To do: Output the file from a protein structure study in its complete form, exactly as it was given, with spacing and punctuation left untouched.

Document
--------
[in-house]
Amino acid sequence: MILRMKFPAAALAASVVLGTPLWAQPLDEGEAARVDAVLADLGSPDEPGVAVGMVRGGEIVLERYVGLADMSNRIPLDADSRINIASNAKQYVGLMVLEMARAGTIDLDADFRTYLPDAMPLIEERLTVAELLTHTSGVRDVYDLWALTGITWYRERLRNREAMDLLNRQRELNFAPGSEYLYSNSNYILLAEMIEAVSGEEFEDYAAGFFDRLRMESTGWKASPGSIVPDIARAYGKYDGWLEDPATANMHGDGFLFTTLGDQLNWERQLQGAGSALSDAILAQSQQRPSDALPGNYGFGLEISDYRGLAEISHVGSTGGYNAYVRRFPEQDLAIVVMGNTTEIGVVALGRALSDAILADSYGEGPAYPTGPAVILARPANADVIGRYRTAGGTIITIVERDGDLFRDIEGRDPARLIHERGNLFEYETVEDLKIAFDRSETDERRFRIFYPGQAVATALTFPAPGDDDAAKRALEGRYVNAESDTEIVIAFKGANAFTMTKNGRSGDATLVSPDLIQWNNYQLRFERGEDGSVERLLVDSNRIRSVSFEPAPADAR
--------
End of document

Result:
[in-house]
Amino acid sequence: MILRMKFPAAALAASVVLGTPLWAQPLDEGEAARVDAVLADLGSPDEPGVAVGMVRGGEIVLERYVGLADMSNRIPLDADSRINIASNAKQYVGLMVLEMARAGTIDLDADFRTYLPDAMPLIEERLTVAELLTHTSGVRDVYDLWALTGITWYRERLRNREAMDLLNRQRELNFAPGSEYLYSNSNYILLAEMIEAVSGEEFEDYAAGFFDRLRMESTGWKASPGSIVPDIARAYGKYDGWLEDPATANMHGDGFLFTTLGDQLNWERQLQGAGSALSDAILAQSQQRPSDALPGNYGFGLEISDYRGLAEISHVGSTGGYNAYVRRFPEQDLAIVVMGNTTEIGVVALGRALSDAILADSYGEGPAYPTGPAVILARPANADVIGRYRTAGGTIITIVERDGDLFRDIEGRDPARLIHERGNLFEYETVEDLKIAFDRSETDERRFRIFYPGQAVATALTFPAPGDDDAAKRALEGRYVNAESDTEIVIAFKGANAFTMTKNGRSGDATLVSPDLIQWNNYQLRFERGEDGSVERLLVDSNRIRSVSFEPAPADAR